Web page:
The Da Vinci Code

The Da Vinci Code➲ [Read] ➭ The Da Vinci Code By Dan Brown ➽ – Jobs-in-kingston.co.uk หลังการบรรยายในกรุงปารีส โรเบิร์ต แลงดอน ศาสตราจารย์ชื่อดังด้านศาสตร หลังการบรรยายในกรุงปารีส โรเบิร์ต แลงดอน ศาสตราจารย์ชื่อดังด้านศาสตร์สัญลักษณ์แห่งมหาวิทยาลัยฮาร์วาร์ด ถูกตามตัวกลางดึกขณะนอนพักอยู่ในโรงแรม เมื่อ ฌาคส์ โซนิแยร์ ภัณฑารักษ์ผู้มีชื่อเสียงประจำพิพิธภัณฑ์สถานลูฟร์ ถูกฆาตกรรมพิศวงในพิพิธภัณฑ์ โดยทิ้งรหัสลับปริศนาไว้ให้แลงดอน กับ โซฟี เนอเวอ หลานสาวของตนเป็นผู้ไขเพื่อหาตัวฆาตกร รหัสลับที่โซนิแยร์ทิ้งไว้อย่างชาญฉลาดกับศพของตน เกี่ยวข้องกับผลงานศิลปะของ เลโอนาร์โด ดาวินชี ศิลปินเลื่องชื่อแห่งยุคเรอเนสซองซ์ และนำไปสู่รหัสลับอื่นๆ ตามมาเป็นลำดับ รวมทั้งภาพโมนาลิซา รหัสลับที่ปรากฏอยู่ต่อหน้าต่อตา แต่ไม่มีผู้ใดล่วงรู้!. PLEASE do NOT recommend The Da Vinci Code to me because you think it's brilliant. Please do not try to explain to me that it is a really interesting and eye-opening book. Just don't. Please.

I've read Iain Pear, I heart Foucault's Pendulum, Dashiell Hammett is my hero, Alan Moore is My Absolute Favorite, I listen to Coil on a fairly regular basis, and cloak n' dagger secret society/Priory of Sion/Knights of Templar-tinged num nums make me a very happy girl
but if you truly believe that Brown's stupid airport thriller has ANY right whatsoever to be placed in the same category with Michael Wooden Dildo Dialogue Crichton, let alone Umberto Eco, kindly keep this opinion very far away from me, or the ensuing conversation we have will not be constructive or polite in any way.

I loathe Dan Brown. I resent him for spoon-feeding the masses pseudo-intellectual Holy Blood, Holy Grail D-grade thriller shite under a pretense of real sophistication, and getting orally serviced by The New York Times for his effort.

I'd heard that the novel was meticulously researched and contained some really interesting and controversial assessments of religious zealotry. Um, not really? Well, not by my Merovingian standards, anyway. :D

Let's put it this way. If Dan Brown was teaching an Insurgent Christian Symbolism in Art and Literature 101 class at my local community college, I'd definitely have a different opinion about him.

But NO. Dan Brown is not a professor of anything but pap. He is a barely competent thriller writer who wrote an AWFUL book that I could not bear to finish because I felt my IQ plummeting a little further with every Let's Go to Paris! Guidebook description and blowhard authorial essay. Oh, don't even get me started about those cute soliloquies the main characters are so fond of delivering, ever so calmly, often while cops n' bovvers are chasing them.

The characters are weakly drawn. The dialogue is excruciating. The research is shoddy and self-serving at best. The plot, no matter how open-minded you are, is beyond ludicrous. It's laughable enough to be incorporated into the next Indiana Jones movie. That'd be sweet, dude.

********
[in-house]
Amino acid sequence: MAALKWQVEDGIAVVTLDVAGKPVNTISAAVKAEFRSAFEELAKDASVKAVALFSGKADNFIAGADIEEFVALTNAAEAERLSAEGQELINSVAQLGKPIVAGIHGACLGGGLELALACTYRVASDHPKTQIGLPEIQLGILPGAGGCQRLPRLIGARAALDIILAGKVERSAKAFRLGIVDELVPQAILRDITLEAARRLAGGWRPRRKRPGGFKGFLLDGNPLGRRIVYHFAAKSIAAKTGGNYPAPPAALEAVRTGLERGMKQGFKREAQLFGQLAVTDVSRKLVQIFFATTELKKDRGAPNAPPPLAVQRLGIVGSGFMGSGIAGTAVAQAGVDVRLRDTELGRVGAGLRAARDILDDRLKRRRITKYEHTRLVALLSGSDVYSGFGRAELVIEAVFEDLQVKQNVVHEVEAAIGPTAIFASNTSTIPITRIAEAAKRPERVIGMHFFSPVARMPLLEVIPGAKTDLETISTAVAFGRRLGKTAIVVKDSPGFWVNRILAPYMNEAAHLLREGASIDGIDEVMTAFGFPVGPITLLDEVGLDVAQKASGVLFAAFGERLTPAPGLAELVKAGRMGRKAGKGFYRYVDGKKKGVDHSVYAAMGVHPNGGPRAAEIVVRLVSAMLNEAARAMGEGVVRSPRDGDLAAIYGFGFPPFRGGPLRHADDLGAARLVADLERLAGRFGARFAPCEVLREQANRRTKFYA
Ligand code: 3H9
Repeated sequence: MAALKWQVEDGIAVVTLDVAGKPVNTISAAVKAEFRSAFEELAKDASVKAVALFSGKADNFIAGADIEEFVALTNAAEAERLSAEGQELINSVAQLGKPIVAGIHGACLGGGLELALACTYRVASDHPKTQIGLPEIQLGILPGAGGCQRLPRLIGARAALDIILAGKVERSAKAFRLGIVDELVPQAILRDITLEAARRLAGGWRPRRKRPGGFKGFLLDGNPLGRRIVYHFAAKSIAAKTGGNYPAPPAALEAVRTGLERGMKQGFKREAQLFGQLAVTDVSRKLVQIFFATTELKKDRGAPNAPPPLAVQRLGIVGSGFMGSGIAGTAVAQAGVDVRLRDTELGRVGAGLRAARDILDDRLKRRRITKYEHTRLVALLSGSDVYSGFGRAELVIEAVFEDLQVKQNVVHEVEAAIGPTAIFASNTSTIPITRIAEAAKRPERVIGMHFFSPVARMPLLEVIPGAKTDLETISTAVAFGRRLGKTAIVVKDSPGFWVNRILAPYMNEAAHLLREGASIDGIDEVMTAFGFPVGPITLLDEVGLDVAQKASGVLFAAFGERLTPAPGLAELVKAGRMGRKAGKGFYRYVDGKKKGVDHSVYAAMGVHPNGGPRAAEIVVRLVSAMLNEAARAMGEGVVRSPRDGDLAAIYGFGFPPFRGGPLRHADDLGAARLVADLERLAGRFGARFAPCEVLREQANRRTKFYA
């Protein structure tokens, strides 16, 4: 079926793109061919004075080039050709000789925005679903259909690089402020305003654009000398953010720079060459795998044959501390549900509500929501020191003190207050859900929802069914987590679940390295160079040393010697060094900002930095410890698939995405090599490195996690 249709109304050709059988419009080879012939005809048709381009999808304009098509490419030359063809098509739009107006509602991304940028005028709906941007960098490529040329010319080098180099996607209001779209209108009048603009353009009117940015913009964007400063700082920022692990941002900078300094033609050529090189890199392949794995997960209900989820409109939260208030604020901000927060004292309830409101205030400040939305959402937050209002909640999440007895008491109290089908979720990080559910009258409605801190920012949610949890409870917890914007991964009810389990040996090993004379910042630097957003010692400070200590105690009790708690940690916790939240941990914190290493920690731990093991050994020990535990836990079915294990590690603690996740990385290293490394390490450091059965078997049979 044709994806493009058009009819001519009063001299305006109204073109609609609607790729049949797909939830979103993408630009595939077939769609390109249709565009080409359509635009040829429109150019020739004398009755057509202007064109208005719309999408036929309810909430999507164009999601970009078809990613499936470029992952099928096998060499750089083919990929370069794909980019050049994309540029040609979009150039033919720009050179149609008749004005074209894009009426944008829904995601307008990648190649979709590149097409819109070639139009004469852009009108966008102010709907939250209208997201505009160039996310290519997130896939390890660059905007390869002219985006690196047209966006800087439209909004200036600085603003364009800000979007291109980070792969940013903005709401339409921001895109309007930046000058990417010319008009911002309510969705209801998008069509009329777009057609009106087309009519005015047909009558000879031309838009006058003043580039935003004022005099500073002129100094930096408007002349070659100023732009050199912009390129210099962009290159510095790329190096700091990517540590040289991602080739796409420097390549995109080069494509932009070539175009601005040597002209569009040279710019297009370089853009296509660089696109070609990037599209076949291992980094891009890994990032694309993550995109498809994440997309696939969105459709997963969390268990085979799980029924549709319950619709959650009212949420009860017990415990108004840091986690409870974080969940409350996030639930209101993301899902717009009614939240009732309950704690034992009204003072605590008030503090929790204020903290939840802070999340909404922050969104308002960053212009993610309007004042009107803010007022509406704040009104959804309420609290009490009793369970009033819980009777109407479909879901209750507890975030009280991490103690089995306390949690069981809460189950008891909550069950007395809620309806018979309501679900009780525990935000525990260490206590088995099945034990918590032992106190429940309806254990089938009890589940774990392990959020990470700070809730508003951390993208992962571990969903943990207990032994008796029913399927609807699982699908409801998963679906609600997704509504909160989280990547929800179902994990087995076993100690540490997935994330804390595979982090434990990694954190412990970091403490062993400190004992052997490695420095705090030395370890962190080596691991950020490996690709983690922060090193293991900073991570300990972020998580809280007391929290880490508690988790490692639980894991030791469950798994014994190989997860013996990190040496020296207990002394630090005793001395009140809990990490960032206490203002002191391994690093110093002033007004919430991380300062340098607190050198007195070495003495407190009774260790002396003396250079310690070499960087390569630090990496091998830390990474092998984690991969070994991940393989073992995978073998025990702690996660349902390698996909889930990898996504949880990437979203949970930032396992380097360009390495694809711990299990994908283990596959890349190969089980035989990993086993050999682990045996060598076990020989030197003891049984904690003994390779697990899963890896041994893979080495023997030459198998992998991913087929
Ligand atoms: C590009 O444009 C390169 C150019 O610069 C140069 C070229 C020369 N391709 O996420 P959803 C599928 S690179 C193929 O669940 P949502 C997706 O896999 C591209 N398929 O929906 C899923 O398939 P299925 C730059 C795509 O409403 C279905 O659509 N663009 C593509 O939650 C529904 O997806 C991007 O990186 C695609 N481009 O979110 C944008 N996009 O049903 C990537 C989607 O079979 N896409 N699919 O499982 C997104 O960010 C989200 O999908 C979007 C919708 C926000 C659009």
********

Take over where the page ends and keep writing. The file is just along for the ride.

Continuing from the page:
What really irks me are Dan Brown's sanctimonious interviews, wherein he shows off all of his priceless antiques while expressing his abiding convictions that the American public needs a deeper appreciation of art and history and culture. What a shallow, self-aggrandizing hypocrite. I'm all for fictional subversion of the dominant Catholic paradigm, but only if the subverter knows what the hell they're talking about. Brown DOESN'T. He's all la la la, connect the dots but the picture he comes up with is awkward and unconvincing.

The DaVinci Choad is a dead easy, nay, downright lazy read, and yet droves of people are patting themselves on the back for having read and *gasp* actually understood it. Like this is some spectacular achievement? WHY? What, because the slipcover describes it as erudite? Are you fucking kidding me?

Don't believe the hype, kids. You are profoundly more intelligent than this holiday page-turner gives you credit for.

If you really, honestly, just plain liked the book, that's cool I guess. Maybe you also prefer Anne Geddes to Alfred Stieglitz, Kenny G to Sidney Bechet, John Tesh to Igor Stravinsky. Your prerogative. Just
. please don't try to tell me that this is fascinating or meaningful literature. Frickin' read The Club Dumas or something. Then we'll talk, and I won't want to shoot myself in the face.

Alright, glad I purged that poison from my system. Carry on. most of us have heard of this controverisal book. it takes an open minded person to read this and to remember it is just fiction. but it brings up a lot of important questions about the Christian church, and the loss of paganism and the respect of the Goddess or the Woman.

I don't care if I am the only one who likes this book. it is my own truth, and i will think what i want to think. Dan Brown didn't LEAD me or anyone else. he OPENED our minds. simply and importantly
he was just a catalyst for different thinking. that is a good thing
poorly written or not.

if you finish the book you will notice that Dan Brown even makes it clear to readers through his characters words, that he doesn't want to destroy christianity because it has done so much good for so many people, and if it works for them, let's let them continue to do what works for them. but find your own path.

if you were or are a Christian ask yourself about the topics in this book. They are so eye opening. Jesus having a baby? totally possible
never thought of it before. never thought of it. is it true? who knows. Things like this are happening all the time today